And Gen Z’s & Millennials’ Favorite Candy Is…

They might be known for their all-natural cravings, but these generations also indulge, and with the time of year for some of their biggest food splurges right around the corner we asked Gen Zs and Millennials to tell us what their favorite candy is right now…

We’ve said it before—young consumers’ interest in healthy eating is a complex one. Yes, there is no doubt that they want to eat healthy: a Ypulse monthly survey found that 64% of 13-34-year-olds say they care about their health and being healthy, and 62% say that overall, they have a healthy diet. These desires are clearly at the root of the healthified fast food trend, and the growth of the all-natural food industry. But these generations are also celebrating all kinds of foods, and prioritize taste above all: 68% say they care more about how foods taste than how healthy they are. Ypulse’s research has also shown 84% of 13-34-year-olds say they let themselves indulge in unhealthy food. This is the group that lines up for cronuts, over-the-top milkshakes, and demanded that McDonald’s make their McMuffin available all day. What they’re looking for is brand variety—options that allow them to eat nutritious meals that are as quick and portable as traditional fast-food, and those that let them indulge in the darker side of the food pyramid. You don’t have to do both, but you do need to do one of them very well. 

Take snacking as one example. Hershey’s is counting on Millennials’ love of snacking to boost their sales. Despite the generation’s “reputation for healthy meals,” Bernstein Research predicts Hershey’s will continue to see success with young consumers because “snacks are holding up much better than center-of-plate or meal-based categories.” While good-for-you snacks like fruit and salads are the fastest growing segments,…

 
 

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The Newsfeed

“[Anna Victoria is] a good role model to women and is changing the way the world looks at fitness and body image.”—Female, 21, CA

Abercrombie & Fitch is going gender-neutral for their new kids’ clothing line. The “Everybody Collection” features “tops, bottoms, and accessories” for five-14-year-old boys and girls. A&F’s Brand President explained their decision to appeal to The Genreless Generation: "Parents and their kids don’t want to be confined to specific colors and styles, depending on whether shopping for a boy or a girl.'' The line of 25 new styles will be rolling out online and to 70 stores, starting this month. (Today)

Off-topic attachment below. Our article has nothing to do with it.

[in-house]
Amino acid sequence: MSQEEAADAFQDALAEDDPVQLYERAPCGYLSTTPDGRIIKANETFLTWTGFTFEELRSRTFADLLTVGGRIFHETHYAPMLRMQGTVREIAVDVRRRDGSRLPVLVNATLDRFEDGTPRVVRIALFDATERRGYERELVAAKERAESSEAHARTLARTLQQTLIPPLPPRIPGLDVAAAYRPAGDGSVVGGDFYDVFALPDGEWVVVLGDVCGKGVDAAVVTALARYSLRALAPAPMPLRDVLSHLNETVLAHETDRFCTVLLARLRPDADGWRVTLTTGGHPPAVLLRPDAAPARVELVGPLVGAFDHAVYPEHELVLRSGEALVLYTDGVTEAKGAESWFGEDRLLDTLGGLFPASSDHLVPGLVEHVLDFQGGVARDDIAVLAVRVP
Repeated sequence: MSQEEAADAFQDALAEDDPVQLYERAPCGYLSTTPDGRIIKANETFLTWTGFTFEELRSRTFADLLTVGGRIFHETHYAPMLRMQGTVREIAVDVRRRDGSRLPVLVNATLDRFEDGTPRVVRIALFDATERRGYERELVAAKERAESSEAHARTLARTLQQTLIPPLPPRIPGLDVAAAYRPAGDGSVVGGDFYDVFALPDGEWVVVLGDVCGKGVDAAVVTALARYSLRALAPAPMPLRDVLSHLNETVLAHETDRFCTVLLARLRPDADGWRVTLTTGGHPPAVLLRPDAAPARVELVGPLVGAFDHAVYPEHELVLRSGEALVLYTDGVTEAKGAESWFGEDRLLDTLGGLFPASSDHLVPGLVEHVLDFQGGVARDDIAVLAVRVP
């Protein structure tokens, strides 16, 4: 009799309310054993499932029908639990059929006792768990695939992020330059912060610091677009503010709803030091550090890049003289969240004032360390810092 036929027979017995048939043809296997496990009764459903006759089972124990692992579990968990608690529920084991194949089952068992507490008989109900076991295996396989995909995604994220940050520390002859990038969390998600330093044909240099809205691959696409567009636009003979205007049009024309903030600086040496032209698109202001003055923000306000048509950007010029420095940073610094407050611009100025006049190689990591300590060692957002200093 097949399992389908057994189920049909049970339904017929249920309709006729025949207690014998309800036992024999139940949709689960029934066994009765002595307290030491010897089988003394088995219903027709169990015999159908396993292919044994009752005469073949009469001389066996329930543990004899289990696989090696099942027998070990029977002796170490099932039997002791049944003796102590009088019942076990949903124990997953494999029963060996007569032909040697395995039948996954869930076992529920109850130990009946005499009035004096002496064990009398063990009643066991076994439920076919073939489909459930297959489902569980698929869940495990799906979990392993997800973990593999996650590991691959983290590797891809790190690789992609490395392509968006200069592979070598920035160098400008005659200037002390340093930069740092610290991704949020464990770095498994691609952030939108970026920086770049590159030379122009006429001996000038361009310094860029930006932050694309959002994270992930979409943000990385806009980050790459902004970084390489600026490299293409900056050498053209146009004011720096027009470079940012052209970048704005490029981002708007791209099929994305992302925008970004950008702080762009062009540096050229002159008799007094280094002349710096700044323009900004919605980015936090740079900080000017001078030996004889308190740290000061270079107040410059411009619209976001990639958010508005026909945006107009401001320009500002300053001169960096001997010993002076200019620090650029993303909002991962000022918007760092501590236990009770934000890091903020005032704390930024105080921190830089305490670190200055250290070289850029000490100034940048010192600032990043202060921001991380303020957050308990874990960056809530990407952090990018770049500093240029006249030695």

Millennials & Gen Z already think the Nintendo Switch is cool, and now the brand is giving them more ways to use it. They’re introducing Nintendo Labo, “cardboard-based, interactive DIY experiences” for the Switch, tapping into the “toys-to-life” trend. The variety kit lets players construct five different “Toy-Con” experiences that include turning the Joy-Con controller into a motorbike handle complete with a throttle that can be twisted to accelerate, and creating a piano that senses which keys are pressed to produce the correct musical note. (Kidscreen)

YouTube is pulling Tide Pod Challenge videos from its platform. Teens started eating Tide pods when memes showcasing their Gusher-like colors went viral. The brand has since issued warnings not to eat the pods, and some stores have even begun locking up the product. YouTube has explained the decision to take down the popular pod-eating videos as a continuation of their policy to “prohibit content that’s intended to encourage dangerous activities that have an inherent risk of physical harm." Some are suggesting that pressure from parent company Procter & Gamble may have also been a factor. (Mashable)

The streaming wars are continuing, but audiences are turning to Netflix, Hulu, and Amazon Prime for very different kinds of content. Hub Entertainment Research found original content is winning users' time on Netflix, while over half watch Hulu for its syndicated collection, and movies are most popular on Amazon Prime. The study also found that most Americans overall spend their entertainment time watching TV (40%), but 18-24-year-olds are most likely to engage with gaming and online video, like YouTube. (Quartz)

Outdoor Voices embraced Millennials’ minimal moment to break onto the athleisure scene. The brandless brand goes for a minimalist aesthetic with pops of color, and sees itself as an anti-Nike of sorts. The founder explains that they’re “a recreational Nike” because “With Nike and so many other brands, it’s really about being an expert, being the best. With OV, it’s about how you stay healthy—and happy.” Whatever they’re doing, it’s working: the company has grown rapidly since it was founded in 2013, climbing a startling 800% in 2016 alone. (Vogue)

“I saw some heartbreaking stories in the internet, and decided to look up some international charities and donate to them.”—Male, 20, WA

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